Pair of 747s Collide in Worst Air Disaster of 20th Century
By Patrick Mondout
On March 27, 1977, a terrorist bombing, heavy fog, a slight problem
with the communications system at a critical moment, and an impatient
senior pilot combined to create what remains today the single most deadly
accident in aviation history.
What is remarkable about this accident, aside from the record number of
fatalities, is that neither plane had been scheduled to be at Tenerife's
Los Rodeos airport that day.
Vacation in the Canary Islands
Spain's Canary Islands have long been a destination for European
tourists with its resorts rivaling the best of the Mediterranean. By the
Super70s the islands had also become a destination for Americans wishing
to begin Mediterranean cruises. On the morning of March 27th 1977, two
planes full of such tourists departed for Los Palmas Airport - one of two
major airports in the Canary Islands.
The first plane was a KLM Royal Dutch
Airlines 747 operating as flight
KL4805 on behalf of the Holland International Travel Group. Piloting the
plane was KLM's chief 747 training captain Jacob Veldhuyzen van Zanten,
who also had been featured in KLM advertising - including the in-flight
magazine aboard flight KL4805. He had been with KLM since 1947 and had
trained almost all other KLM 747 pilots and co-pilots. This charter flight
was a rare one for van Zanten as he had been spending much more time
training other pilots than flying.
Captain van Zanten's 747 departed Amsterdam's Schiphol Airport at 9:31
a.m. local time carrying 235 passengers and a crew of 14. The passengers
were mostly young Dutch on vacation and included three babies and 48
children. Also on board were four Germans, two Australians, and four
The second plane was a Pan Am 747
which had departed Los Angeles the night before for the Canary Islands
with a refueling stop in New York. The flight had been delayed an hour and
a half in L.A. and took five hours to make it to New York. A total of 380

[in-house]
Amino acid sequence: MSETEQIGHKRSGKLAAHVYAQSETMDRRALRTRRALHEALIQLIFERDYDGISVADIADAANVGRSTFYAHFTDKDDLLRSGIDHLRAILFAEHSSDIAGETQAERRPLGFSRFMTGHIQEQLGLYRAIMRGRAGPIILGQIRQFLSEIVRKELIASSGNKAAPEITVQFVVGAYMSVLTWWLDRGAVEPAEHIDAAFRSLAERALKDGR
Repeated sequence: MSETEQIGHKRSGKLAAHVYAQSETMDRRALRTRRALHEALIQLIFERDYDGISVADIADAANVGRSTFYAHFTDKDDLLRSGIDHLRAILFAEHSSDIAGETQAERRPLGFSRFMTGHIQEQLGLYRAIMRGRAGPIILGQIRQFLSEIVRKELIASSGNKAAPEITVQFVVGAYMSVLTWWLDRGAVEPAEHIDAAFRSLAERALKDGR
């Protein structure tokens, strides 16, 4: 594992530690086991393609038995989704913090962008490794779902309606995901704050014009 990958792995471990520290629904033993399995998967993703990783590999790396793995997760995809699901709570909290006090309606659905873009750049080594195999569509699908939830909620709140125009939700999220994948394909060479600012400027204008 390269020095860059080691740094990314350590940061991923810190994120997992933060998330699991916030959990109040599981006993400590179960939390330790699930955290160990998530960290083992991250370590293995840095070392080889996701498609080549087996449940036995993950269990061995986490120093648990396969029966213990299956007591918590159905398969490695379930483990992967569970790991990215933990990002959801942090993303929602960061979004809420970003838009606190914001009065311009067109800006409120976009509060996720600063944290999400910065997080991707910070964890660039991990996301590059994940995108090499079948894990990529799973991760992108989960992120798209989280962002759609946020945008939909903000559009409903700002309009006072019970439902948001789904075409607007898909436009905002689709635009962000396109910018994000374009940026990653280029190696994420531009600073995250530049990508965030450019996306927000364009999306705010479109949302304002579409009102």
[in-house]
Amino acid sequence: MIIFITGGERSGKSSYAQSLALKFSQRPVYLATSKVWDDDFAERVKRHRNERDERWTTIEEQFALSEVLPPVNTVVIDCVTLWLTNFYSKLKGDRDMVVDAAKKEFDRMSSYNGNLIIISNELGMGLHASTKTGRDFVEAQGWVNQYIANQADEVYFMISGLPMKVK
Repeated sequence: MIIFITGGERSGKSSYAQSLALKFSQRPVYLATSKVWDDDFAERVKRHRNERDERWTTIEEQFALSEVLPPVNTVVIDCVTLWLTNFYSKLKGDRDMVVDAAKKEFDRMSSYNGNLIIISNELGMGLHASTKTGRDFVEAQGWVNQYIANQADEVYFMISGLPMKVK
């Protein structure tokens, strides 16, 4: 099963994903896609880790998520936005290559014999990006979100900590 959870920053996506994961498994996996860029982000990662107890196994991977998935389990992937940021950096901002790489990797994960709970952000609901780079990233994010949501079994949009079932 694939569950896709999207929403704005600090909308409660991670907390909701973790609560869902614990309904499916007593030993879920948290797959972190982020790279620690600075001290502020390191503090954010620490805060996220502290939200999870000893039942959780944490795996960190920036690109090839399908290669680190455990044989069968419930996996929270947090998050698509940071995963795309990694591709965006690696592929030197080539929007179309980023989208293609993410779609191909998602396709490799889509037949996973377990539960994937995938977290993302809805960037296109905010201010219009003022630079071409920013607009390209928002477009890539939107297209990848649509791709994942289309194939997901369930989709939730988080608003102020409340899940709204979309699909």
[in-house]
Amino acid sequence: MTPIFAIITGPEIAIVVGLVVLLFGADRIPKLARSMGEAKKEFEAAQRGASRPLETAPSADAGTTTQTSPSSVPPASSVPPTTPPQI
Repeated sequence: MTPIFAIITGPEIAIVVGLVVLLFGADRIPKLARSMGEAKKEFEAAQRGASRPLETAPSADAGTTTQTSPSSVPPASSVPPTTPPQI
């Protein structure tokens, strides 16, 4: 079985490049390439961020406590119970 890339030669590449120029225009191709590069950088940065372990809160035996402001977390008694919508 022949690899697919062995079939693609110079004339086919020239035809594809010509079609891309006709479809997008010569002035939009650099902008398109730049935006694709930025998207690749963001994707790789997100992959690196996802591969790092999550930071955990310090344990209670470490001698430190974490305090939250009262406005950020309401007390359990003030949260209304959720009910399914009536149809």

passengers were on board and most of them were retirees eager to board the
Royal Cruise Line's ship Golden Odyssey for a 12-day Mediterranean
The plane wasn't just any 747. It was the Clipper Victor - the first
747 to fly passengers (Clipper Young America, the first delivered
to Pan Am, was to make this first flight, but its engines overheated while
taxiing that day and it was replaced). It is the one seen in the news
reels taking off in the first commercial flight of a jumbo jet on January
21, 1970 in New York and landing in London later that day. This day it was
being flown by Captain Victor Grubbs, a 57 year old with over 21,000 hours
of experience as a pilot.
The KLM's uneventful four hour trip took them over Belgium, France, and
Spain and would have had them at Los Palmas airport on time but fate
intervened. At 12:30 p.m. a terrorist's bomb exploded in the passenger
terminal at Los Palmas and a phoned-in threat to detonate another caused
airport officials to close the airport.
The KLM flight was diverted along with several other planes to the
Canary Islands other airport - Los Rodeos - where it landed at 1:10 p.m.
Captain van Zanten was asked to park his plane on an unused parallel
runway next to a Norwegian 737. Shortly
thereafter a DC-8 and 727
A Pan-Am similar to the one
involved in this accident.
Image courtesy of AirNikon.
Find more of his photos at Airliners.net
Hoping the Los Palmas airport would soon reopen, Captain van Zanten
initially asked the passengers to stay on board. After about twenty
minutes with no sign of the airport reopening, he relented and the
passengers were taken to the terminal. At that point one of the
passengers, Robina van Lanschot, who was with the company who had
chartered the flight felt she had seen her passengers through to the
Canaries and called it and day. She decided to stay overnight in nearby
Santa Cruz. This decision certainly saved her life.
Captain van Zanten had more than just inconvenienced passengers to
consider. A number of potentially fatal incidences of crew fatigue in
recent years had stripped KLM pilots of discretion over extending their
crews' continuous hours of service and Captain van Zanten was concerned he
would not be able to make his return flight without breaking those rules
and becoming subject to prosecution back home. After the passengers
departed, he asked for and received permission to refuel his plane for the
trip back home. Unfortunately, this required bringing out a fuel tanker on
the runway - a decision that would prove fateful.
Around this time, the Pan Am 747 was approaching Los Palmas nearly 13
hours after boarding in Los Angeles the previous day. Captain Grubbs,
aware of the closure but also carrying more than enough fuel, had asked
air traffic control (ATC) to allow his
plane to remain in a holding pattern pending the reopening of Los Palmas.
Much to his displeasure, ATC denied the request and he was asked to join
the ever-growing line-up of planes on the unused runway of Los Rodeos in
Captain Grubbs landed his jumbo at 1:45 or about 35 minutes after the
KLM had landed. He too initially asked his passengers to stay on board
though the cabin doors were opened to allow fresh air in.
No Second Bomb
Air traffic control announced no other bombs had been found at Los
Palmas and that the airport was open again. The KLM was still being
refueled but the 737, DC-8 and a 727 were able to maneuver around it and
the Pan Am to make in onto the runway and to take off. ATC then called the